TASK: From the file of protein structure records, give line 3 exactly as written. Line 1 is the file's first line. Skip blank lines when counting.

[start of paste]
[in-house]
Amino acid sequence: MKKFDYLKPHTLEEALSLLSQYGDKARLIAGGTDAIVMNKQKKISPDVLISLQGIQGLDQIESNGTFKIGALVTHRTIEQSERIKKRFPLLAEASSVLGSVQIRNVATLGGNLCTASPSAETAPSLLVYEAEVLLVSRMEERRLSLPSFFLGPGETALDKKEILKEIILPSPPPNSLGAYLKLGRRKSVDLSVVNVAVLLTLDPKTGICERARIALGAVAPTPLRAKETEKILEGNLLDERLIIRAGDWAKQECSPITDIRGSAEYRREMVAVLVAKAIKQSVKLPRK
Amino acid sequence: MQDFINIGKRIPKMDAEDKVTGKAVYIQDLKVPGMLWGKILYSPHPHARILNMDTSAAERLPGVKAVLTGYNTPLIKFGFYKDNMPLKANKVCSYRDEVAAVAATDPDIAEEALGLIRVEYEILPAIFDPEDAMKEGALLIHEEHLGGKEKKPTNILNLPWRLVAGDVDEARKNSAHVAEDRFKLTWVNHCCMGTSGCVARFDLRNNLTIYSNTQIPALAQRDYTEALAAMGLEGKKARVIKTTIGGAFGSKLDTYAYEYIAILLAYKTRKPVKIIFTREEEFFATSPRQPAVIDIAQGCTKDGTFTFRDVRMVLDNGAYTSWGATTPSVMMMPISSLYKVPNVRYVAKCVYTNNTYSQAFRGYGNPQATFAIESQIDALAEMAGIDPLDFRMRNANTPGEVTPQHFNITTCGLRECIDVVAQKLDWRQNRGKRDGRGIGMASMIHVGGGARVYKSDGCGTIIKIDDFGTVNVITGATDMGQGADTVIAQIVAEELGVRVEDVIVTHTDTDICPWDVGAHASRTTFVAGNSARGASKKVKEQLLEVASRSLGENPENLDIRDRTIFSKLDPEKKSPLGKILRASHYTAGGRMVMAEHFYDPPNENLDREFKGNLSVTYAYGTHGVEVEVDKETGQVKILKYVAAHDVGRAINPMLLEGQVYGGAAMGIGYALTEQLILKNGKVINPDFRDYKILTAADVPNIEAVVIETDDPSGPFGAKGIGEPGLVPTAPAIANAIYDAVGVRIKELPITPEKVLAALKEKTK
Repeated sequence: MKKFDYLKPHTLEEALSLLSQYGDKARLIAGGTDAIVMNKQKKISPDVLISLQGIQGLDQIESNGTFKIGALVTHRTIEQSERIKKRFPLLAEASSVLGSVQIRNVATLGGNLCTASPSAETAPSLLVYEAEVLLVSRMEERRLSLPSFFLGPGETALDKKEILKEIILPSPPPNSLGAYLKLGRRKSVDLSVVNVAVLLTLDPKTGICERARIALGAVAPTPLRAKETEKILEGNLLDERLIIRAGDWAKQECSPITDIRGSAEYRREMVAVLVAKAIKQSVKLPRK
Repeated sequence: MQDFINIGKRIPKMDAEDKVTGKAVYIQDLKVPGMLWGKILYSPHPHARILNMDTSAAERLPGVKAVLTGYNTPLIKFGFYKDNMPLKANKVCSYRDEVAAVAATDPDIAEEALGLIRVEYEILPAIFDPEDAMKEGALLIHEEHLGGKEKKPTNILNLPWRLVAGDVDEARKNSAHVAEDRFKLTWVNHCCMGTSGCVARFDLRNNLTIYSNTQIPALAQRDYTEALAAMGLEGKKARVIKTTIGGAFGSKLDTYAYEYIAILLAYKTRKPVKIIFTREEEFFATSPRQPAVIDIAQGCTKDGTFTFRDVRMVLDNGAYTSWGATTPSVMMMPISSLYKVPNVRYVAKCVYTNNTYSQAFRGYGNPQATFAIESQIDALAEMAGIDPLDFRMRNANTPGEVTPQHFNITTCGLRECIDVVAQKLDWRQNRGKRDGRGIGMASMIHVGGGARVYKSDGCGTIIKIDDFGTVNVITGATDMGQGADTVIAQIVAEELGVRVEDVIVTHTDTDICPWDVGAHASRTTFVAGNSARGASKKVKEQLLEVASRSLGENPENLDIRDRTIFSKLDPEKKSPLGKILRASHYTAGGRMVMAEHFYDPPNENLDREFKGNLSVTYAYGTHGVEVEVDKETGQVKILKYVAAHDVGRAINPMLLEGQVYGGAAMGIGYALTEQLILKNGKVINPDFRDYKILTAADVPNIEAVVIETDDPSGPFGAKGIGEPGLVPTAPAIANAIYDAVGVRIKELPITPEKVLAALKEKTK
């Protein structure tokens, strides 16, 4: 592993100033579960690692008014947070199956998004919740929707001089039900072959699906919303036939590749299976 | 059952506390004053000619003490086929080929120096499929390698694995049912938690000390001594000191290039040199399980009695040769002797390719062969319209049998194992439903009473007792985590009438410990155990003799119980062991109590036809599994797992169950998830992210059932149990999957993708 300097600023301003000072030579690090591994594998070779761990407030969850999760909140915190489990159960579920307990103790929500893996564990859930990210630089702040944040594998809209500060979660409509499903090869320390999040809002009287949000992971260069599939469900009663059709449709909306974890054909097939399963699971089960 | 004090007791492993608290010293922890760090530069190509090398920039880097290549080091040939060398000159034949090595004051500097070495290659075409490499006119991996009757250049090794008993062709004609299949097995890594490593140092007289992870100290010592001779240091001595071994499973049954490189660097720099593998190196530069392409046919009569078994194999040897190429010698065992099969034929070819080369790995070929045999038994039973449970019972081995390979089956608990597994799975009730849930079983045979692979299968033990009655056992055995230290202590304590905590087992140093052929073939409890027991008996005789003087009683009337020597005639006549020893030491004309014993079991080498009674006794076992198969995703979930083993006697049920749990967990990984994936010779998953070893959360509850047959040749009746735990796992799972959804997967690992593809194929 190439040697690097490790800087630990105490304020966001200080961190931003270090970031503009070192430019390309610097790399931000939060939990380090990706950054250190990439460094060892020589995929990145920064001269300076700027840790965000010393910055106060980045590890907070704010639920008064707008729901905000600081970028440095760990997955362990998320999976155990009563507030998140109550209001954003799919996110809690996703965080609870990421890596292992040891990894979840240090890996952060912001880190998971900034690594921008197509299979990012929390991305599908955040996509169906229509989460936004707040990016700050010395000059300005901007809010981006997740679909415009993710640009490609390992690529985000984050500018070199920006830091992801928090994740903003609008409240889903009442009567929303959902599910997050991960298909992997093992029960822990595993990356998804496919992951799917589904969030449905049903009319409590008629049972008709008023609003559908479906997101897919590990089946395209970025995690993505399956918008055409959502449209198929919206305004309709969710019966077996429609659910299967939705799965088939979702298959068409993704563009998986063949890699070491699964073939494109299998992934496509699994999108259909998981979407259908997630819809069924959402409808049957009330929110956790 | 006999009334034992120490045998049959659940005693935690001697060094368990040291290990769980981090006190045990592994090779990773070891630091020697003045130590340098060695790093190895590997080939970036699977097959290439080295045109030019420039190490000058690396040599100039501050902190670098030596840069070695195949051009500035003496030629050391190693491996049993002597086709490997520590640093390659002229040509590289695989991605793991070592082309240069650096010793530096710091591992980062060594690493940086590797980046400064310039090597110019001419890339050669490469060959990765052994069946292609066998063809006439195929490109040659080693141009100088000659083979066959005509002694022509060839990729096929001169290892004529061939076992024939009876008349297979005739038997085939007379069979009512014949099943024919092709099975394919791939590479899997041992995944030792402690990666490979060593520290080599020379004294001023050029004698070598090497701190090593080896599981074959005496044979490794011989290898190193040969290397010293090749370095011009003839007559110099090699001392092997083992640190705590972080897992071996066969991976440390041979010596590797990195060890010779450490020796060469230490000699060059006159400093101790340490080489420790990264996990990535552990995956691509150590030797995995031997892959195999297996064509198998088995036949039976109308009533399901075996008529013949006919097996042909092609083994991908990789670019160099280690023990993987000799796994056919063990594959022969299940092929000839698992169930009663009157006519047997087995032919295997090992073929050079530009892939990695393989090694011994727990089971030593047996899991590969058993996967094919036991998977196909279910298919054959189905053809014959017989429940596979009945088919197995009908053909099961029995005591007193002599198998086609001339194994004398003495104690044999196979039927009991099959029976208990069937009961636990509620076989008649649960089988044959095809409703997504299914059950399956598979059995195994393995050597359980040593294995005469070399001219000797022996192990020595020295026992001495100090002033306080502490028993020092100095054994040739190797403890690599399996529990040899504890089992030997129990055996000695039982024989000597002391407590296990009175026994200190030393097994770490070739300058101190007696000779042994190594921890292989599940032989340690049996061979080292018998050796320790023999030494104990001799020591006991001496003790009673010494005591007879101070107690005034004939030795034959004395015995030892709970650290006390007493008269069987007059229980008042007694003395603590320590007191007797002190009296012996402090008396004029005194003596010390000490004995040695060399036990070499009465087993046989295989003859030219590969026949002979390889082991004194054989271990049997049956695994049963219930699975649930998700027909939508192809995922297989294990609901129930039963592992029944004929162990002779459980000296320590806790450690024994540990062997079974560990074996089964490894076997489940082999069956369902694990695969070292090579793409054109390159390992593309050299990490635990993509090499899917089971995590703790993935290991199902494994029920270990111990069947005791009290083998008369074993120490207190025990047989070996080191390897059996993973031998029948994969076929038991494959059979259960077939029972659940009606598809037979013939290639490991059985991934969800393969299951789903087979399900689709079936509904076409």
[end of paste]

Amino acid sequence: MQDFINIGKRIPKMDAEDKVTGKAVYIQDLKVPGMLWGKILYSPHPHARILNMDTSAAERLPGVKAVLTGYNTPLIKFGFYKDNMPLKANKVCSYRDEVAAVAATDPDIAEEALGLIRVEYEILPAIFDPEDAMKEGALLIHEEHLGGKEKKPTNILNLPWRLVAGDVDEARKNSAHVAEDRFKLTWVNHCCMGTSGCVARFDLRNNLTIYSNTQIPALAQRDYTEALAAMGLEGKKARVIKTTIGGAFGSKLDTYAYEYIAILLAYKTRKPVKIIFTREEEFFATSPRQPAVIDIAQGCTKDGTFTFRDVRMVLDNGAYTSWGATTPSVMMMPISSLYKVPNVRYVAKCVYTNNTYSQAFRGYGNPQATFAIESQIDALAEMAGIDPLDFRMRNANTPGEVTPQHFNITTCGLRECIDVVAQKLDWRQNRGKRDGRGIGMASMIHVGGGARVYKSDGCGTIIKIDDFGTVNVITGATDMGQGADTVIAQIVAEELGVRVEDVIVTHTDTDICPWDVGAHASRTTFVAGNSARGASKKVKEQLLEVASRSLGENPENLDIRDRTIFSKLDPEKKSPLGKILRASHYTAGGRMVMAEHFYDPPNENLDREFKGNLSVTYAYGTHGVEVEVDKETGQVKILKYVAAHDVGRAINPMLLEGQVYGGAAMGIGYALTEQLILKNGKVINPDFRDYKILTAADVPNIEAVVIETDDPSGPFGAKGIGEPGLVPTAPAIANAIYDAVGVRIKELPITPEKVLAALKEKTK